Application of Filtration Theory to Ice Nuclei Measurements

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  • 1 Department of Physics, University College, Galway, Ireland
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Abstract

The relative proportions of particles collected on the filter by the three individual mechanisms of impaction, diffusion (shallow or deep) and direct interception is shown to be important for the membrane (and Nuclepore) filter method for measurement of ice nuclei concentrations. Calculations of partial efficiencies for these mechanisms, and total efficiencies, were made for one Millipore filter and one Nuclepore filter, for four particle sizes and two airflow rates.

It is suggested as a consequence that it is not the very small ice nuclei whose concentrations are likely to be significantly underestimated, as suggested by some workers, but those in the intermediate size range (r ∼ 100 nm). The maximum underestimate of these nucleus concentrations, due to some of them not being captured near the top surface of the filter, should not be greater than about 50% in the cases considered.

It is argued that the sampled volume effect may vary with the type of filter used. There are brief discussions of possible effects due to the use of petrolatum to seal filter pores, pore clogging, electrostatic forces, variations in particle density and pore size distribution. Possible advantages to be gained in using filters of relatively low porosity, such as some Nuclepore filters, are suggested.

Abstract

The relative proportions of particles collected on the filter by the three individual mechanisms of impaction, diffusion (shallow or deep) and direct interception is shown to be important for the membrane (and Nuclepore) filter method for measurement of ice nuclei concentrations. Calculations of partial efficiencies for these mechanisms, and total efficiencies, were made for one Millipore filter and one Nuclepore filter, for four particle sizes and two airflow rates.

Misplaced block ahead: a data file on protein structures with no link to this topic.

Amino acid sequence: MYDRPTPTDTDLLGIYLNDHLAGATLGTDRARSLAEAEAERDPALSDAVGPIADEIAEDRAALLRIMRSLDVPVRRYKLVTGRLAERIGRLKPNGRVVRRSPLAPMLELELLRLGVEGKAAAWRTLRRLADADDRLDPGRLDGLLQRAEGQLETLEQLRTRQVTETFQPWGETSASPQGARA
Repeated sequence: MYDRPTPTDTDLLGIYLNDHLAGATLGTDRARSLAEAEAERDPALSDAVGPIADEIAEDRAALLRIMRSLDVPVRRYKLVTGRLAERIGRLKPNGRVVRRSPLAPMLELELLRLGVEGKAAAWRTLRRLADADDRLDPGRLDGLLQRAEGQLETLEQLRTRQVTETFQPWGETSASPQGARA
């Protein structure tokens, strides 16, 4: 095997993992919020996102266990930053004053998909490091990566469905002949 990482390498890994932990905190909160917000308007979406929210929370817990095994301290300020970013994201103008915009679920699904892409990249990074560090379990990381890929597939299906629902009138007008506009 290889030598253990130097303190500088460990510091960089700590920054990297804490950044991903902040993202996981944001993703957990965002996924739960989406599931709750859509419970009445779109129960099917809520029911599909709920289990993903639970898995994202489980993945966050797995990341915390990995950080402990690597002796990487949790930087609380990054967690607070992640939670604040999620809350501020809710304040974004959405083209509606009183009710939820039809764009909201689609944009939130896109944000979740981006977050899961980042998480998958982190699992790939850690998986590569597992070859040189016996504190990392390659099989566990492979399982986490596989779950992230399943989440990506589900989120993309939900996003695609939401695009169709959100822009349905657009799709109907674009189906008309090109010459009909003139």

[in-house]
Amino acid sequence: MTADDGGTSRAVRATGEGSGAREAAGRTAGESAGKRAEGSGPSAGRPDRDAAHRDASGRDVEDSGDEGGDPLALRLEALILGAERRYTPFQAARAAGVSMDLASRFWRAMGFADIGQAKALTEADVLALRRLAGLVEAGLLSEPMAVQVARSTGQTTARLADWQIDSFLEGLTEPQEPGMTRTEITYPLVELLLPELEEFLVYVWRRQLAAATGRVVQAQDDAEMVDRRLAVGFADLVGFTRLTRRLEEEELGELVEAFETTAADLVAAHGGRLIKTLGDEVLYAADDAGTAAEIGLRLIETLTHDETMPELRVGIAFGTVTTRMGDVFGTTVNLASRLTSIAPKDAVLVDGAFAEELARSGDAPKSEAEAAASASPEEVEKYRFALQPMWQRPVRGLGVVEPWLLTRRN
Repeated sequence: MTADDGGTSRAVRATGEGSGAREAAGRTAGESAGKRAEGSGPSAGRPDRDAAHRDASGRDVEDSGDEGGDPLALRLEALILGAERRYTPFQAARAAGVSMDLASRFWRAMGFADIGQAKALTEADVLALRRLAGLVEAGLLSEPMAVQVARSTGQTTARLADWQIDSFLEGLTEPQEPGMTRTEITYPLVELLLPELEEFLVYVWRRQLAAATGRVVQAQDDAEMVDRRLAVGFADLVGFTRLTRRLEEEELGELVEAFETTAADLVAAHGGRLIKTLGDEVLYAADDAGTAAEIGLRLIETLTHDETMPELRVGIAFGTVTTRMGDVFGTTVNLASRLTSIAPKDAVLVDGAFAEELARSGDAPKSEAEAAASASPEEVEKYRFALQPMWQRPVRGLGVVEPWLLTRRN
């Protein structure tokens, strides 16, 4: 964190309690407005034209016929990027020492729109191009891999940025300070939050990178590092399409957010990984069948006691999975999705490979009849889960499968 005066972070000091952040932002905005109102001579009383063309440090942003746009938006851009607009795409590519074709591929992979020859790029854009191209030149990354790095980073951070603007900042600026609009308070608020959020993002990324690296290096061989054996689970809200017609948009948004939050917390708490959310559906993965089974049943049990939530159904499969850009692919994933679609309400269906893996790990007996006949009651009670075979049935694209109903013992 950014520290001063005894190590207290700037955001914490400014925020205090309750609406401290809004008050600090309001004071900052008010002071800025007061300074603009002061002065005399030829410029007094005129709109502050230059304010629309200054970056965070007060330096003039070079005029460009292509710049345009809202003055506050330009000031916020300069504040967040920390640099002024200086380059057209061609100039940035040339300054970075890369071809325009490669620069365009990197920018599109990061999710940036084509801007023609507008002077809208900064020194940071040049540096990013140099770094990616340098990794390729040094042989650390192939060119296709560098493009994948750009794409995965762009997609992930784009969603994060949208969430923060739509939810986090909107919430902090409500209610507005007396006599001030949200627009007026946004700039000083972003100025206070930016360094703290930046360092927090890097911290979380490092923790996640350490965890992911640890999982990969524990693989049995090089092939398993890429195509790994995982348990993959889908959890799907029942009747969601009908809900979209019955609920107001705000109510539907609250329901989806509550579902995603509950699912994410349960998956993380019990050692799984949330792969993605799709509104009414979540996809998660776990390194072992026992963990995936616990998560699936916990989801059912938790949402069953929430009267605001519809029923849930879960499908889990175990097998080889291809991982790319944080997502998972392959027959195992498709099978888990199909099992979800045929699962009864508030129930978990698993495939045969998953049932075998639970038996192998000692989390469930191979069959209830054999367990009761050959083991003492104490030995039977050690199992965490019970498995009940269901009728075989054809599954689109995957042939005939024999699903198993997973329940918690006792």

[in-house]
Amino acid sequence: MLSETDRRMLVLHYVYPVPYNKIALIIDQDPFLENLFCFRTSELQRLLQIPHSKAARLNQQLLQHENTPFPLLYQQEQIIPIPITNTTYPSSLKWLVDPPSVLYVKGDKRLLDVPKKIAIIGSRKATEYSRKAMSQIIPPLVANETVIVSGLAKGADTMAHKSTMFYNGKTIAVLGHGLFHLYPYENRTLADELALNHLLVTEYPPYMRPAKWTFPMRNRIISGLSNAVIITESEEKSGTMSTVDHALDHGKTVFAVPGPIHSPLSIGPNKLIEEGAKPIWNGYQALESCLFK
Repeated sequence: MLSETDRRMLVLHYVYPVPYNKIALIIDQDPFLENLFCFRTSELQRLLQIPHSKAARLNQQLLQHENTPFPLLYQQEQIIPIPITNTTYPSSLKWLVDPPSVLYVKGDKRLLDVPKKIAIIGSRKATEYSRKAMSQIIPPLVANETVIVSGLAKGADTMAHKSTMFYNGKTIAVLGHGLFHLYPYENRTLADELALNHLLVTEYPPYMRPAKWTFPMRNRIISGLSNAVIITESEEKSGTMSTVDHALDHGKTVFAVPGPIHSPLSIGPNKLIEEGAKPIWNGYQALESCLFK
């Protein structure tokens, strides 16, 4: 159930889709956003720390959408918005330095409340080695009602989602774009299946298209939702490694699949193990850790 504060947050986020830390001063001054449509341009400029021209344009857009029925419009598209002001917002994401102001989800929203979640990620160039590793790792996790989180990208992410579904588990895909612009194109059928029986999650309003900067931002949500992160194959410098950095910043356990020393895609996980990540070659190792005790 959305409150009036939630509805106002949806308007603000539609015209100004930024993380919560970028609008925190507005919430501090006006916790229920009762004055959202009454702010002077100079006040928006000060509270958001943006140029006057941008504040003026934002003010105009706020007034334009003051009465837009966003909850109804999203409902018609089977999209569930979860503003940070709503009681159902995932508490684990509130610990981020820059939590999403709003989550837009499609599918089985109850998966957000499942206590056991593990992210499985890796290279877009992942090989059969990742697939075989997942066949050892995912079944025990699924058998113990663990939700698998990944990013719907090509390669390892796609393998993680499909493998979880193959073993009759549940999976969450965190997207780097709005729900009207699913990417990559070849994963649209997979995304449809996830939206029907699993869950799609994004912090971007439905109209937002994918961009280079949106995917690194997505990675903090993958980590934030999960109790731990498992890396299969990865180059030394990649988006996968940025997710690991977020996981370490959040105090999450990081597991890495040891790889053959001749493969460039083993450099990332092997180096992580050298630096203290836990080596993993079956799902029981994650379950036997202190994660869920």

It is suggested as a consequence that it is not the very small ice nuclei whose concentrations are likely to be significantly underestimated, as suggested by some workers, but those in the intermediate size range (r ∼ 100 nm). The maximum underestimate of these nucleus concentrations, due to some of them not being captured near the top surface of the filter, should not be greater than about 50% in the cases considered.

It is argued that the sampled volume effect may vary with the type of filter used. There are brief discussions of possible effects due to the use of petrolatum to seal filter pores, pore clogging, electrostatic forces, variations in particle density and pore size distribution. Possible advantages to be gained in using filters of relatively low porosity, such as some Nuclepore filters, are suggested.

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